A cardinal principle of parenting (especially of adolescents and young adults) is to not come in the way of the passions and dreams of your children.
In a recent story “The lure of foreign education” in Business Standard my former colleague (when I was with BusinessWorld/ABP) Anjuli Bhargava reviews the pros and cons of educating children abroad – especially if parents can afford it. I am not going to analyze her piece here. All I am going to say is that whether it is their education or their relationships or their careers, give your children the power of choice. Offer your insight from an experiential and values-based point of view. But leave the final decision to them. If you can fund their dreams, great. If you can’t afford to fund them, at least don’t stop them from chasing their dreams. Encourage them instead to believe in themselves, to trust the process of Life and that will lead them to find creative ways to fulfil whatever they are setting their sights on.
I talk from personal experience. Vaani and I have followed this principle with both our children – Aashirwad and Aanchal. In fact, the decision to send Aash to the University of Chicago in 2008 in the most improbable of circumstances – when we had no means to even cover living expenses for us in India dealing as we were with a bankruptcy (which we continue to endure) – and the story of his miraculous graduation from there is detailed in my Book Fall Like A Rose Petal (Westland). I always tell Aash that his real education happened over the course of the four years of his undergrad program in the way he learnt to thrive in a multi-cultural environment and in how he conquered the harsh winters of Chicago. The degree that the University offered him is just a piece of paper. But what he learnt from Life on a US campus he will find unputdownable, and invaluable, over time. Aanchal is currently looking to do her Master’s overseas. And she’s working on getting her funding in place – through scholarships and grants. We know that she will find her way. So, what we have learnt, as a family, is to never come in the way of what Life is offering us. We truly appreciate the value of going with the flow.
Vaani and I believe parents must never weigh the aspirations of their children against their own (parents’) insecurities. This is not about education alone. Even in the matter of relationships and career choices, as parents, we must learn to let go. We must understand that our children have unique Life paths. Just because we went through a certain experience it need not be necessary that our children will go through the same. Yes, all of us parents are always wishing that our children must not encounter pain in Life. We want them to lead good, comfortable, prosperous, healthy and happy lives. But do you even see the futility in having this expectation? No amount of prayer or wishing by you can prevent your child from having to go through her or his unique Life path. To put it bluntly, you cannot live your child’s Life. You cannot prevent your child from experiencing pain. All you can do is to, if you know that art yourself, teach your child how not to suffer in the face of Life’s challenges, when pain strikes. And if you don’t know how to avoid suffering, then just back off. Let your child learn from her or his own unique experience. Also, please, please, don’t see your child’s Life as a financial opportunity, an investment that you must seek to extract a yield out of. Your child is not here to fulfil your dreams either. Nor is your child here to jump at your every whim, obey your every command and fear your every look. Your child’s future – be it education or marriage – is not a duty or responsibility either that needs to be ticked off as having been accomplished in your Things To Do list. Your child is, to quote Khalil Gibran, Life’s longing for itself; your child is born through you and not for you. And certainly, your child didn’t ask to be born. So let your child simply be. And believe me, or look at yourself – haven’t you, despite all your frailties and challenges survived and reached where you have in Life? – your child will be just fine!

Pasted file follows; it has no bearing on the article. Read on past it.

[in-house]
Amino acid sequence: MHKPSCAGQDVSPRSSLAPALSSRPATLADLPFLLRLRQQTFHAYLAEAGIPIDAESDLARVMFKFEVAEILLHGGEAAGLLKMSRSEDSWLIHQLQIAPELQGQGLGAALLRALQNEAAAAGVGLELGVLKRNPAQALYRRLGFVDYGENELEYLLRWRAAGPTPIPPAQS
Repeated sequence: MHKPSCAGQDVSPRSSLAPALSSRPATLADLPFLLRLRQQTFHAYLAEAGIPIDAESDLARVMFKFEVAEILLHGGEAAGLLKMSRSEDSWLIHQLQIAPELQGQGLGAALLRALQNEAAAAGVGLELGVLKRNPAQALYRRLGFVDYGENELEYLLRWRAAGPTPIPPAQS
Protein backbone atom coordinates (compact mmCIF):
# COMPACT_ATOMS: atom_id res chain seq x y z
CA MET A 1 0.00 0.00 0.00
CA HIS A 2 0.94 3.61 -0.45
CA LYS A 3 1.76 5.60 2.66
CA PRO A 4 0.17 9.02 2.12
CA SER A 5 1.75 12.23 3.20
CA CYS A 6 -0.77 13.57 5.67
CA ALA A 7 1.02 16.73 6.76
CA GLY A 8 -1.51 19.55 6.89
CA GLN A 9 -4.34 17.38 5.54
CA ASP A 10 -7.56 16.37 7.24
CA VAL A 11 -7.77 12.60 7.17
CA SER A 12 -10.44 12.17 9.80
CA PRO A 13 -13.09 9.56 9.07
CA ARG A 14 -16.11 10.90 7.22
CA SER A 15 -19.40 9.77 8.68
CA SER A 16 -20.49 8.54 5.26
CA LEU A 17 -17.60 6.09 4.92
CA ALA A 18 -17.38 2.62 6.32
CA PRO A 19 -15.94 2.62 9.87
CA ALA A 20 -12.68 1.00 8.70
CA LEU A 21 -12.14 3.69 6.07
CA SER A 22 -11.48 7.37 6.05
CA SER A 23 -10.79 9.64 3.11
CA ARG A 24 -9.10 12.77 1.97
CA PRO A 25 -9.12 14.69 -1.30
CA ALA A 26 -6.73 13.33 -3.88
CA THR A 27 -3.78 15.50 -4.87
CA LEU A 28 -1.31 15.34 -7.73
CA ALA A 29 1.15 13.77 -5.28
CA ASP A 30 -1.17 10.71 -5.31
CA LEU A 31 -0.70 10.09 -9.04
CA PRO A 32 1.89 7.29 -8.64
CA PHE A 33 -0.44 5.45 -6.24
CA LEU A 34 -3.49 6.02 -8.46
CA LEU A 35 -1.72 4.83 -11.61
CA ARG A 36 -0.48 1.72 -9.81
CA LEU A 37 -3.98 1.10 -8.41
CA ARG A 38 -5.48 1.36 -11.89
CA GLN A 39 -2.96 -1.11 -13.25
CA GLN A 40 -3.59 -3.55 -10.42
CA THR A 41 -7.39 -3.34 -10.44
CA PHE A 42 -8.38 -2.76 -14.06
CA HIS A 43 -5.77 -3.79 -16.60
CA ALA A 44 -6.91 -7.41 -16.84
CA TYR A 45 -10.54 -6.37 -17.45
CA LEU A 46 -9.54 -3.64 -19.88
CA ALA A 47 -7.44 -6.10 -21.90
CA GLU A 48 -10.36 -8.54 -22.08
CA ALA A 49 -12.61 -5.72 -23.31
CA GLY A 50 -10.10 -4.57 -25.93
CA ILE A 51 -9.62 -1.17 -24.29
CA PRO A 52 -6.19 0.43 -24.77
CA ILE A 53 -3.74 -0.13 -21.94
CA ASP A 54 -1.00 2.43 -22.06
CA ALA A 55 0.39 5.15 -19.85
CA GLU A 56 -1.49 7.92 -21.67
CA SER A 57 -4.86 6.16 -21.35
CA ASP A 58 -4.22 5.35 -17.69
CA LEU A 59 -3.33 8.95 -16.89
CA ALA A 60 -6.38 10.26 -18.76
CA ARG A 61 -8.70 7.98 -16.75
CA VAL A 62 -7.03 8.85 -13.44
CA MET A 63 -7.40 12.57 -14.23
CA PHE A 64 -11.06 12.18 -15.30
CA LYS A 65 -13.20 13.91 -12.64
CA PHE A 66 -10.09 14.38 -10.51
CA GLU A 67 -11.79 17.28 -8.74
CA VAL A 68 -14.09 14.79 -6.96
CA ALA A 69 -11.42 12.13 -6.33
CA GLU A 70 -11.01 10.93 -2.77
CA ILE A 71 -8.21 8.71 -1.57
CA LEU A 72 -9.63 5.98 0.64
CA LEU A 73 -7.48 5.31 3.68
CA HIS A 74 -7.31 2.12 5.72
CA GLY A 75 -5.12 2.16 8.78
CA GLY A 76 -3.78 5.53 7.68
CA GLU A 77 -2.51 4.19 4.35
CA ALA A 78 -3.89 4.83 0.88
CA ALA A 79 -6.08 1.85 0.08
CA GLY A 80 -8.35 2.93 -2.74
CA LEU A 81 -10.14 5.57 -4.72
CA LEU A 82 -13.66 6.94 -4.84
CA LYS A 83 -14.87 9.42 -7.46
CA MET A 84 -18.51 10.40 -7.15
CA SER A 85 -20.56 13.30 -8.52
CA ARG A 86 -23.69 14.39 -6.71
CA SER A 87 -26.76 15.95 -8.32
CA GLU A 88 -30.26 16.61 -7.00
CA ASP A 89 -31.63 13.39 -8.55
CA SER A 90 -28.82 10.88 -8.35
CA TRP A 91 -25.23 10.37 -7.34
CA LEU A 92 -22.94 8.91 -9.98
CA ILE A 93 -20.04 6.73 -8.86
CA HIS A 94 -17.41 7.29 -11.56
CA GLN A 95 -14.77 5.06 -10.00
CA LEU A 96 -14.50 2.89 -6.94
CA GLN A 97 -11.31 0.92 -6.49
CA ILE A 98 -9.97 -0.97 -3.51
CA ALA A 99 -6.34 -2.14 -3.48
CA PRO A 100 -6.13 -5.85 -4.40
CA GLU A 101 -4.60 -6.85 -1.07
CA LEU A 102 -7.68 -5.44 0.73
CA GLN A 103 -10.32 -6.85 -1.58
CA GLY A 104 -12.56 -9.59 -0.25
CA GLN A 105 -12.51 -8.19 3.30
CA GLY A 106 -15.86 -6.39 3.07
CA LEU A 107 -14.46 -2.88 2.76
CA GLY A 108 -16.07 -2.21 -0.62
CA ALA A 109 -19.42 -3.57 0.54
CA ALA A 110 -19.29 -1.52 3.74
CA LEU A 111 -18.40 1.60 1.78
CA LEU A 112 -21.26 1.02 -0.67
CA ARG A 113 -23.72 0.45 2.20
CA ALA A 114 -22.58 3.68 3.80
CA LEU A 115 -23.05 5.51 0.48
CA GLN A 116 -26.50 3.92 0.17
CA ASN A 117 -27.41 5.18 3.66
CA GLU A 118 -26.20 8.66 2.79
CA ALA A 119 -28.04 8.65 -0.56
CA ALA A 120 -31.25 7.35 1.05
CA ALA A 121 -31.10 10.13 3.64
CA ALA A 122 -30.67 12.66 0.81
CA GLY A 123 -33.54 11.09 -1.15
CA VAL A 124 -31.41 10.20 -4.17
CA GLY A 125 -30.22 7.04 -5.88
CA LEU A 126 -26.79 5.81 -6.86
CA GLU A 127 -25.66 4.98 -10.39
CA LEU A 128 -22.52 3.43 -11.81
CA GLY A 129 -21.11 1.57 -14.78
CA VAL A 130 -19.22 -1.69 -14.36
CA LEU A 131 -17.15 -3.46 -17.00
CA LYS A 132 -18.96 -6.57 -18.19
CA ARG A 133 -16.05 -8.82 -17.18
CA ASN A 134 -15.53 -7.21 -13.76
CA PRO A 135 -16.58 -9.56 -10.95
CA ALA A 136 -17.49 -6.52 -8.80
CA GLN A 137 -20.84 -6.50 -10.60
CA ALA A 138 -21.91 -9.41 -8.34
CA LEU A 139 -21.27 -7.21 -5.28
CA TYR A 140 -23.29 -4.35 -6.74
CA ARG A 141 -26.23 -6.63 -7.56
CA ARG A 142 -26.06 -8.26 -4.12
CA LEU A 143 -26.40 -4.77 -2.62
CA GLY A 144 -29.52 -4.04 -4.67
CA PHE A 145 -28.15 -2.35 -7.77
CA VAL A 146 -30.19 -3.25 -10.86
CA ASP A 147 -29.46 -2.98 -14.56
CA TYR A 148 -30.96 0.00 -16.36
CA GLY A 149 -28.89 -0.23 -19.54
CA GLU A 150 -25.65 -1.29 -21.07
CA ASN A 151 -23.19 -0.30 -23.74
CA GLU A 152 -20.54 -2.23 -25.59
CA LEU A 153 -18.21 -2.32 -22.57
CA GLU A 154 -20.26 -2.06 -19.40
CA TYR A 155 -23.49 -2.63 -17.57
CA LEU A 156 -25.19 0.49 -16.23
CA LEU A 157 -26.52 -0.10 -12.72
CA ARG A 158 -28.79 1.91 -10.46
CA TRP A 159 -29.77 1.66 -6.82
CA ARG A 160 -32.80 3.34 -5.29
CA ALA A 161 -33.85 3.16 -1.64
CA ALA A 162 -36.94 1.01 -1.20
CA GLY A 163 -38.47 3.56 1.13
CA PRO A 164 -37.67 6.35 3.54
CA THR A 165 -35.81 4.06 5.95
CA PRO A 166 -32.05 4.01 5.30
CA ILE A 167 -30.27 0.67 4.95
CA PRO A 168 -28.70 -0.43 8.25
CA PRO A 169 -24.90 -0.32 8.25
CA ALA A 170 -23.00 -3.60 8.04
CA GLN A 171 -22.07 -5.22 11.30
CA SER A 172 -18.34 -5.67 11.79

Finally, allow me to suggest this. Be your child’s BFF. It’s far more fun than being your child’s parent! So, go get yourself a Snapchat account and an Instagram handle. Be an uber cool parent. For, parenting in today’s world, especially of adolescent and young adult children, can be a joyous opportunity to practice detachment, to let your hair down and to let go! And when you do let go, you will find that your children always turn out more responsible, more caring, more compassionate, more strong and more successful – in that inescapable worldly sense – than you would have ever thought of them to be!